TIMES? — All times are 11am – 12noon (Central Time) – Except the Quarterly Meetings in March, June, September, and December, which are scheduled to last 2 hours: 11am – 1pm (Central Time)

COST? — FREE

Registration? — For all sessions, "Register here.":http://www.adaptiveaction.org/Landing-Pages/Webinar-Registration

Schedule

*--March 19, 2015*
*Quarterly meeting* for HSD Associates and Friends. Time is from 11am - 1pm Central time. Come hear HSD Associates share their HSD stories about applications of the theory and practice in their work or lives.
"Register here.":http://www.adaptiveaction.org/Landing-Pages/Webinar-Registration

*--April 2, 2015*
*_Through the Looking Glass: The Altered Reality of HSD_*
_Explore an alternative science and join an alternative practice to find breakthrough solutions to the most sticky issues. 19th Century theory and 20th Century practice keep us stuck in our 21st Century problems. Until we think about reality differently, we will not act differently. Until we act differently, we will not solve our most difficult problems. Step through the HSD looking glass to see in surprising ways, imagine innovations, and take Adaptive Action._
"Register here.":http://www.adaptiveaction.org/Landing-Pages/Webinar-Registration

*--May 7, 2015*
*_Healing Healthcare: Our Shared Future_*
_Make choices that support health and wellbeing for yourself, your family, team, organization, and community today and for years to come._
"Register here.":http://www.adaptiveaction.org/Landing-Pages/Webinar-Registration

*--June 4, 2015*
*_Leadership for the 22nd Century: Taking Action Today_*
_Not science fiction, but science fact: today’s leadership shapes tomorrow’s world. What are today’s leadership behaviors that support successful and sustainable futures?_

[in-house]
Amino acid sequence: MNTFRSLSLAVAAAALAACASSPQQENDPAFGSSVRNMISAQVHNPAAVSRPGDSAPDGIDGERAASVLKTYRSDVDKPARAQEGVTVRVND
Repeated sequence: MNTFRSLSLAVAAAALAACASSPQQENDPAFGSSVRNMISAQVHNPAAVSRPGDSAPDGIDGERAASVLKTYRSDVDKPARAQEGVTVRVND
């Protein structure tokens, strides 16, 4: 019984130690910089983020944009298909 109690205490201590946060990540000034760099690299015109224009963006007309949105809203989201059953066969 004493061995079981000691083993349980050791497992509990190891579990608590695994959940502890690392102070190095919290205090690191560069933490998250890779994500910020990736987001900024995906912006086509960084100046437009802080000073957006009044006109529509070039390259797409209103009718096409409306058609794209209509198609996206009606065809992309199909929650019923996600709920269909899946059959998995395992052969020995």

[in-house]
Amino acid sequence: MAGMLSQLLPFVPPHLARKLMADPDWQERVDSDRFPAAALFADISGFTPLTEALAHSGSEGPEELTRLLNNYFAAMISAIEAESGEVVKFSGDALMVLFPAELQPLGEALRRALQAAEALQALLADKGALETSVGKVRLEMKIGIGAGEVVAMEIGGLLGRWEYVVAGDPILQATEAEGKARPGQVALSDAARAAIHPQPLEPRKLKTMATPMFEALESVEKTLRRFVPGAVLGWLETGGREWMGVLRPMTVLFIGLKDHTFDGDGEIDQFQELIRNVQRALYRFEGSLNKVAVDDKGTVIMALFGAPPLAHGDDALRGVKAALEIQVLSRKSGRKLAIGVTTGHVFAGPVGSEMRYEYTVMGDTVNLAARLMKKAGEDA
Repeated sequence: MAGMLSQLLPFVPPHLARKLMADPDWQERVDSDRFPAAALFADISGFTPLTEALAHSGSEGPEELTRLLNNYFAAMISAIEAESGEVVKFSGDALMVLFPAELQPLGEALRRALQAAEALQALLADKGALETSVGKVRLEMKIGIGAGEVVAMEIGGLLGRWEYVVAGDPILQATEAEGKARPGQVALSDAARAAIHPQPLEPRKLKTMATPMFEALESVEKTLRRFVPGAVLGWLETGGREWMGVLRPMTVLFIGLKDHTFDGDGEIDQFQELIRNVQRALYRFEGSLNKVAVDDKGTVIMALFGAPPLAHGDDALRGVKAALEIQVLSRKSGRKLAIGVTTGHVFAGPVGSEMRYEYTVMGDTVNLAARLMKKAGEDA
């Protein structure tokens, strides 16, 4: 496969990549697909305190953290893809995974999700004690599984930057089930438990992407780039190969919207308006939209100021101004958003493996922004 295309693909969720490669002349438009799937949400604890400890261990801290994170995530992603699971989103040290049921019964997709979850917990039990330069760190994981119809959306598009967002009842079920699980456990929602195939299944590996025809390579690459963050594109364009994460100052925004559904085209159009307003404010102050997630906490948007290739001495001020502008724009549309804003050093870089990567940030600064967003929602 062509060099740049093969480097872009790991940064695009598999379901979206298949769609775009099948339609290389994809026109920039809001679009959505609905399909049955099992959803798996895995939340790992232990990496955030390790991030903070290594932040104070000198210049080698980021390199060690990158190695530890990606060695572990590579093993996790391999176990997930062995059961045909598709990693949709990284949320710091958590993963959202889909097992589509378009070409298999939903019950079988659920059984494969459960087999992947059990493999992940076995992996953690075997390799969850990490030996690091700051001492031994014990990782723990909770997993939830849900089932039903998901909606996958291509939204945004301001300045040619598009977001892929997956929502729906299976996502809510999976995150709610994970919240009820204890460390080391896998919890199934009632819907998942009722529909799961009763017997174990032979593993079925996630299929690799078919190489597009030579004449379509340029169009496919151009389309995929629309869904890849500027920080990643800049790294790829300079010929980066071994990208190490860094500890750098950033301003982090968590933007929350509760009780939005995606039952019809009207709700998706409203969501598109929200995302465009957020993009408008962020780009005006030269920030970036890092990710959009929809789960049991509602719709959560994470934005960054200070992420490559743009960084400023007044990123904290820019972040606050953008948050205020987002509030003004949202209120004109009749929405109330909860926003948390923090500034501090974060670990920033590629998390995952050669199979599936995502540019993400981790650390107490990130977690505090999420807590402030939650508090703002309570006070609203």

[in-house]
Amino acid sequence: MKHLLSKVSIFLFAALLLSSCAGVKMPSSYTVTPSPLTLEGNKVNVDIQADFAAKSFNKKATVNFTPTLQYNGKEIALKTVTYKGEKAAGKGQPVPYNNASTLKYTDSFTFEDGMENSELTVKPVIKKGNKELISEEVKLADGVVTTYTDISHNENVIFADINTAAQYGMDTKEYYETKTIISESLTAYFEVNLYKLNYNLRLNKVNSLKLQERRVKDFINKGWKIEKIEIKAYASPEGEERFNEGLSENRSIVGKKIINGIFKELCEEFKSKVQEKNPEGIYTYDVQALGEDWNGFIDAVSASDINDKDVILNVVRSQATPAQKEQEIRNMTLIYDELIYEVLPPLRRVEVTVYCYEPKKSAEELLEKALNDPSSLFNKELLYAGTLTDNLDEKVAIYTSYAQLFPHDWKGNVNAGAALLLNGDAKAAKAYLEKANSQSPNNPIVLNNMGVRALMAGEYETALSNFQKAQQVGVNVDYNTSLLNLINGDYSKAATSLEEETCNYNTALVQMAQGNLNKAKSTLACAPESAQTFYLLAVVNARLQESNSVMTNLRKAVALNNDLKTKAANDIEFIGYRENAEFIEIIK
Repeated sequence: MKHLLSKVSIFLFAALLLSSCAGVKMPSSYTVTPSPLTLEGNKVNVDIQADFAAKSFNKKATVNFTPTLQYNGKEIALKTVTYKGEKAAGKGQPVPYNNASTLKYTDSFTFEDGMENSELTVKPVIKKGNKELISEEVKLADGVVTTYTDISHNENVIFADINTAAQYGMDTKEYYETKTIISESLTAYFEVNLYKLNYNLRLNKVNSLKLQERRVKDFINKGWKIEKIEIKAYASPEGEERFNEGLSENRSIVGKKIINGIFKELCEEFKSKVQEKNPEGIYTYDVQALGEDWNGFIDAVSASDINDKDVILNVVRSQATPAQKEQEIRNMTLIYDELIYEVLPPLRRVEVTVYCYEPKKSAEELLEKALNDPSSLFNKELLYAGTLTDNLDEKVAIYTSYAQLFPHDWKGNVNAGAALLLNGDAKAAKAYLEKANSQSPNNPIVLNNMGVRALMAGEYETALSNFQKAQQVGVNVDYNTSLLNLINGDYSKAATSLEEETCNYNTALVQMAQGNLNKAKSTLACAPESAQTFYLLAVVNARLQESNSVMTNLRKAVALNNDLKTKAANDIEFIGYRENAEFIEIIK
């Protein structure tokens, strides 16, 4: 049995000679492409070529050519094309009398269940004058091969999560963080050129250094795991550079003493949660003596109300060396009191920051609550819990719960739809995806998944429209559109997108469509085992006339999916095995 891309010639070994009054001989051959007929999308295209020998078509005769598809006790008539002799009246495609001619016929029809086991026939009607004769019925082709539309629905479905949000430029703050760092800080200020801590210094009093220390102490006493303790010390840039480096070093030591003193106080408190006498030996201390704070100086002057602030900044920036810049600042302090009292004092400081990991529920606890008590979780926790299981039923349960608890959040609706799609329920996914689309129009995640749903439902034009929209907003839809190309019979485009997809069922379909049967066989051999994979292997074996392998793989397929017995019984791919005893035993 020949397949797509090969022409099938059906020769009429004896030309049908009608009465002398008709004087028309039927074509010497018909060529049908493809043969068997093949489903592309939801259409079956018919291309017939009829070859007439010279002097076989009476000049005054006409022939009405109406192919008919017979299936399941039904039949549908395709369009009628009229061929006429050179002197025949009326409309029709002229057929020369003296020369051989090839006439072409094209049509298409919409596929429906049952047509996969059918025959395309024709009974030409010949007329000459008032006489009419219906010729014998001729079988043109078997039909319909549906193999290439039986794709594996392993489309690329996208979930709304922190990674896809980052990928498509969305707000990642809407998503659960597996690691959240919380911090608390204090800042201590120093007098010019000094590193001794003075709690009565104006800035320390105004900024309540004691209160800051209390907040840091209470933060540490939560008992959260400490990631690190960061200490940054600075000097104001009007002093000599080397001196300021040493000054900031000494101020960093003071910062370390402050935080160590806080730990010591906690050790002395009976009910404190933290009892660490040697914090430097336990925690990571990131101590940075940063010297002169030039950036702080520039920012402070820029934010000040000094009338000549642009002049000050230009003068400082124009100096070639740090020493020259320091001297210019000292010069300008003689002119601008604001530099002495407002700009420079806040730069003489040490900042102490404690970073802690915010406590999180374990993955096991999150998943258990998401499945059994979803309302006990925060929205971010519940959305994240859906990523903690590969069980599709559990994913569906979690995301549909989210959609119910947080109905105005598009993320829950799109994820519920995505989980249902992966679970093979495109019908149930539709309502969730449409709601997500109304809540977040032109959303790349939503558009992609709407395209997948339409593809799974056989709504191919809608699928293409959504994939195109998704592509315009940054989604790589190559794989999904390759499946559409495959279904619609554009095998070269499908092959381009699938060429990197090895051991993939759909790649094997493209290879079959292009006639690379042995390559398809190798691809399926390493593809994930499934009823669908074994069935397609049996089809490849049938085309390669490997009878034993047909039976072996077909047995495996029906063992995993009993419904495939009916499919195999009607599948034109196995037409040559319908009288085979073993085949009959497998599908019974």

"Register here.":http://www.adaptiveaction.org/Landing-Pages/Webinar-Registration

*--June 18m 2015*
*Quarterly meeting* for HSD Associates and Friends. Time is from 11am - 1pm Central time. Come hear HSD Associates share their HSD stories about applications of the theory and practice in their work or lives.
"Register here.":http://www.adaptiveaction.org/Landing-Pages/Webinar-Registration

*--July, 2015 - No LVW scheduled*

*--August 6, 2015*
*_Change Is an Art: The Esthetics of Organizational Life_*
_The line between science and art fade away in the HSD world of patterns and adaptive action. Create energy and coherence for change for you and your organization._
"Register here.":http://www.adaptiveaction.org/Landing-Pages/Webinar-Registration

*--September 3, 2015*
*_Beyond Alignment: Simple Rules for Coherence in Chaos_*
_Two things ensure success in chaotic times. Similarity gives stability, and difference gives potential. Coherence—especially in chaotic times—demands that everyone balance similarity and difference for themselves. Simple rules tell them how. _
"Register here.":http://www.adaptiveaction.org/Landing-Pages/Webinar-Registration

*--September 17, 2015*
*Quarterly meeting* for HSD Associates and Friends. Time is from 11am - 1pm Central time. Come hear HSD Associates share their HSD stories about applications of the theory and practice in their work or lives.
"Register here.":http://www.adaptiveaction.org/Landing-Pages/Webinar-Registration

*--October 8, 2015*
*_Heterarchy: Change in the Fast Lane_*
_Learn to inspire and influence change that begins in every point and moves in all directions. Action from the top-down, bottom-up, and everything in between sets conditions for adaptive emergence for people, process, and policy._
"Register here.":http://www.adaptiveaction.org/Landing-Pages/Webinar-Registration

*--November 5, 2015*
*_Adaptive Action Comes Home: Integrating Emotional Knowing_*
_Tension moves us to action. Intellectual, social, emotional, physical—any source of tension creates the opportunity and impetus for change. Learn how to integrate all of these energies into powerful decision making and action taking._
"Register here.":http://www.adaptiveaction.org/Landing-Pages/Webinar-Registration

*--December 3, 2015*
*Aging: The complex patterns of personal change*